Pamela Anderson shares something in common with a few fellow celebrity contestants on a recent season of ABC’s “Dancing with the Stars” (DWTS). At least three others also have made headlines for being in hot water with the tax authorities.
Interesting question: Is this a coincidence or do celebrities go on DWTS to earn money to pay their taxes?
Anderson became famous for her role on “Baywatch” and in several movies in the 1990s. However, in early April of this year, the attention she garnered was less flattering. Her name appeared on the California Franchise Tax Board annual list of delinquent taxpayers, which includes 250 taxpayers who owe at least $100,000.
In April 2009, the state filed a $493,144 lien against Anderson. As the news of her tax woes became public, she responded on Twitter:
“I’m not trying to avoid any tax obligation. Certain events occurred, outside of my control, which caused this temporary but embarrassing situation. All of my tax obligations will be resolved in the very near future. Love, Pamela.”
For Anderson, rumors of financial problems started to circulate as her marriage to Kid Rock was ending, with Rock claiming she was interested in him only for his money. Last year, about the same time the lien was filed against her, the construction company renovating her home claimed she owed it $1 million.
Anderson disputed the charges, telling reporters, “I’m financially secure. It is true that I am in a dispute with some of the contractors working on my home. My lawyers are reviewing the work done to see if the bills are fair. If they are, they’ll be paid. If they aren’t, they won’t be.”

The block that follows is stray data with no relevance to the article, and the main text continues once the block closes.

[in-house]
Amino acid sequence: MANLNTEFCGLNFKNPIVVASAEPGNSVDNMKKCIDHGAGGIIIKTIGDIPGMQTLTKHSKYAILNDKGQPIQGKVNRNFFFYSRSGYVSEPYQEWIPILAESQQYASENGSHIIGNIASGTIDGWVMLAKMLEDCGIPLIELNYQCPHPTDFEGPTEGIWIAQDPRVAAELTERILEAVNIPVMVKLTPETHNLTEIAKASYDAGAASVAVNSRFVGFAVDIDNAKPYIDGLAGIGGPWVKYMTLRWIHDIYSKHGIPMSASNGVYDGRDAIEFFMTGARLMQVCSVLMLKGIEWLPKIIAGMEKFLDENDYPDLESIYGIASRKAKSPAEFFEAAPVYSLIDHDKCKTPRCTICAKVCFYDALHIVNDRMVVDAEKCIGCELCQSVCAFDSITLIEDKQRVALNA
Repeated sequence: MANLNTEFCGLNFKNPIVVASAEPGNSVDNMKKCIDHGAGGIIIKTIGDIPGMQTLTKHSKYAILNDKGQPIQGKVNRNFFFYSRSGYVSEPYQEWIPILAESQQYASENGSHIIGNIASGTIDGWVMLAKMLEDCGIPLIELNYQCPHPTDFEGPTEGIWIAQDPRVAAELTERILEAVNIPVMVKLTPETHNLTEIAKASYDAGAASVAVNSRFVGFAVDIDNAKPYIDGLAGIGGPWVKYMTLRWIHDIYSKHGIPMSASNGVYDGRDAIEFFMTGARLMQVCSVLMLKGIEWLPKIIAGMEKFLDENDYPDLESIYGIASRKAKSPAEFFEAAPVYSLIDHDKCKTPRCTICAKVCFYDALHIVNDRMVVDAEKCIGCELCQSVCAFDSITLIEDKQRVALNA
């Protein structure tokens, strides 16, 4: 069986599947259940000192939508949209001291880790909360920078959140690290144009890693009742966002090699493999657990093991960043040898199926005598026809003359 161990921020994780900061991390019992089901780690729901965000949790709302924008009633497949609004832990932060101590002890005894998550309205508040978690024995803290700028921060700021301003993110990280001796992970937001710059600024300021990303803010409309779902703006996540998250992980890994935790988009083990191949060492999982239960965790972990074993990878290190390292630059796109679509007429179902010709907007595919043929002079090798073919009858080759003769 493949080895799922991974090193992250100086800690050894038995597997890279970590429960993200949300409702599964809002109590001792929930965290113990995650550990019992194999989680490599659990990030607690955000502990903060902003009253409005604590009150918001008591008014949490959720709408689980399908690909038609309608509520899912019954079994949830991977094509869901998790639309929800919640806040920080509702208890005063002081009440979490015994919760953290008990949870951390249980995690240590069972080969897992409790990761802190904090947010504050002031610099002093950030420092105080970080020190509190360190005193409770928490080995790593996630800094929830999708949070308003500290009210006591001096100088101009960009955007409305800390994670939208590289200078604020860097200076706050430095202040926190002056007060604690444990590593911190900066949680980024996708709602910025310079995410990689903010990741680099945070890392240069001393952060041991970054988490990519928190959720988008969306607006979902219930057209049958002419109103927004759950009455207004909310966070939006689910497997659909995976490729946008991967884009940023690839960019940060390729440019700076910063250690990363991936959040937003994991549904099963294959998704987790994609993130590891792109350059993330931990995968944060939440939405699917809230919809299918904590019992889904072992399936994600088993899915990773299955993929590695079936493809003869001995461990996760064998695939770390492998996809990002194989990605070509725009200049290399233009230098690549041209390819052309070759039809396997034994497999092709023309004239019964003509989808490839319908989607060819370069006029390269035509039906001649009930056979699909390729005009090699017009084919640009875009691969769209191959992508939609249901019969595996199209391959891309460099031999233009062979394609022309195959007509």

What other DWTS contestants have been tapped on the shoulder by the federal or state tax authorities?
In late March, Shannen Doherty was voted off DWTS, just a few days after she was hit with a tax lien for $44,065. Doherty was part of the cast of “90210.” Her representatives told reporters the situation would be “taken care of promptly.”
Pop star Aaron Carter was voted off DWTS last November. Then he went to bat against the IRS over a lien for unpaid tax in the amount of $1,010,635. His manager, Johnny Wright, told reporters his client’s finances had been bungled by other advisors.
“It is unfortunate that while Aaron was a minor, his finances were grossly mismanaged by his previous team which has led to the current situation of which he was unaware of until today,” Wright said. “Aaron is working with a new team to take appropriate actions toward speedy resolution of the matter and looks forward to putting this behind him and moving forward with the next stage of his music career.”
Final example: In early 2009, IndyCar driver Helio Castroneves, who won his stint on DWTS, also won against the IRS. After a six-week trial, Castroneves was acquitted of tax evasion charges related to unpaid taxes on $5.5 million in fees earned from racing and endorsements.
— Adapted from AccountingWEB, Inc., www.accountingweb.com.
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